Andrew Short asks if absolute return funds are failing to fulfil their remit and whether they still have a role to play in today's fund portfolios
Absolute return funds have been hit from every angle of late. The assault began in the retail space with ratings agency Fitch sending out a scathing press release stating the funds were prone to mis-selling because of a lack of understanding.
Next up, FE Analytics found that in a 12-month period only 43% of absolute return funds beat inflation in the Investment Management Association (IMA) absolute return fund sector (adding that after fees the figure could be higher).
Finally, S&P remarked in a recent report that the performance and investment strategies of funds defined as absolute return varied considerably and that the promise of absolute return was a target rather than a promise.
So are absolute return funds failing and are these concerns being carried over to the institutional market? The main difference here is that institutions tend to be more sophisticated, have bigger budgets and more experienced staff.
Many investment professionals believe absolute return funds have many benefits, and that an understanding of them is crucial for trustees to get the most for their scheme’s portfolio.
Trustees also need to understand that a long-term view needs to be taken with these products as they may not always pay out in the short term.
For those looking to get to grips with the concept of absolute returns, a good place to start is the Pension Management Institute glossary.
The definition of absolute return given here is: “an investment strategy that tries to achieve a given level of long-term return, often related to cash, rather than related to a benchmark.”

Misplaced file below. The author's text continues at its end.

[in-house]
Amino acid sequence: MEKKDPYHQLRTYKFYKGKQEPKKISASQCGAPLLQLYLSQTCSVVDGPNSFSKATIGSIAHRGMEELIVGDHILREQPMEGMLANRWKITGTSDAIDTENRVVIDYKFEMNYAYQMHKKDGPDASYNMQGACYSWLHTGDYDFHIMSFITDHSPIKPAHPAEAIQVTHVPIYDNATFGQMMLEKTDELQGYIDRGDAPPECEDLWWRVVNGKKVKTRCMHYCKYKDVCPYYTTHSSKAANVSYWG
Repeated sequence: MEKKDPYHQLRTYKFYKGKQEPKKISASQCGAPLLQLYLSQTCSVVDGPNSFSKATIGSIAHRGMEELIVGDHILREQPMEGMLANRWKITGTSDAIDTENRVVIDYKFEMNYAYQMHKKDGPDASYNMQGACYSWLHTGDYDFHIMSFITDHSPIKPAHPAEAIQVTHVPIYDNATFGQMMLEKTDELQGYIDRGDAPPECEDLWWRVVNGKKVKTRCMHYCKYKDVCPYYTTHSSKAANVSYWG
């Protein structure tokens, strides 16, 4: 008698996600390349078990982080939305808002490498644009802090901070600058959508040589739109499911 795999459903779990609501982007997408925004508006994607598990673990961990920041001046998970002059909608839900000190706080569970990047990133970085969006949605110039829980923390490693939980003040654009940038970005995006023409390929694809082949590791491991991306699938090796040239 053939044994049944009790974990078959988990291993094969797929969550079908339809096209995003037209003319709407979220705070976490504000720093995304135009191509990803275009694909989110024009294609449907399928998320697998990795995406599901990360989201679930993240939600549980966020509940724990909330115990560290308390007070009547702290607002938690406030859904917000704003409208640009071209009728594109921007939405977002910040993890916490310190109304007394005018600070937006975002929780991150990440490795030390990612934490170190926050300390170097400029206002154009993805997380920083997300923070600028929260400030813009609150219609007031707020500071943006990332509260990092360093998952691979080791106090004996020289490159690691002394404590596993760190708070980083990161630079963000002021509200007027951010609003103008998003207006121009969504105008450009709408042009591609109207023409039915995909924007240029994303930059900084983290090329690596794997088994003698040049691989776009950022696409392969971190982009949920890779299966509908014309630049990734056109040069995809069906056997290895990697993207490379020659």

However, in the real world the definition breaks down. Many pension funds will be attracted to the lure of wealth protection and returns related to a cash benchmark.
However, some absolute return funds use an eclectic mix of investment strategies that may invite equity-like volatility rather than cash.
“A lot of fund managers offer and I’ll put this into inverted commas ‘absolute returns’ in many guises,” says Natixis head of UK/Ireland business development unit and global consultant relationships Terry Mellish. “For example, dressing up a long-only, concentrated UK equity portfolio as an absolute return fund.”
This will certainly mislead trustees, who may not have the time to investigate what underlying investments the funds have.
They may get a shock when things do not go according to what the absolute return label implies.
International Asset Management chief executive officer Morten Spenner concurs with this view: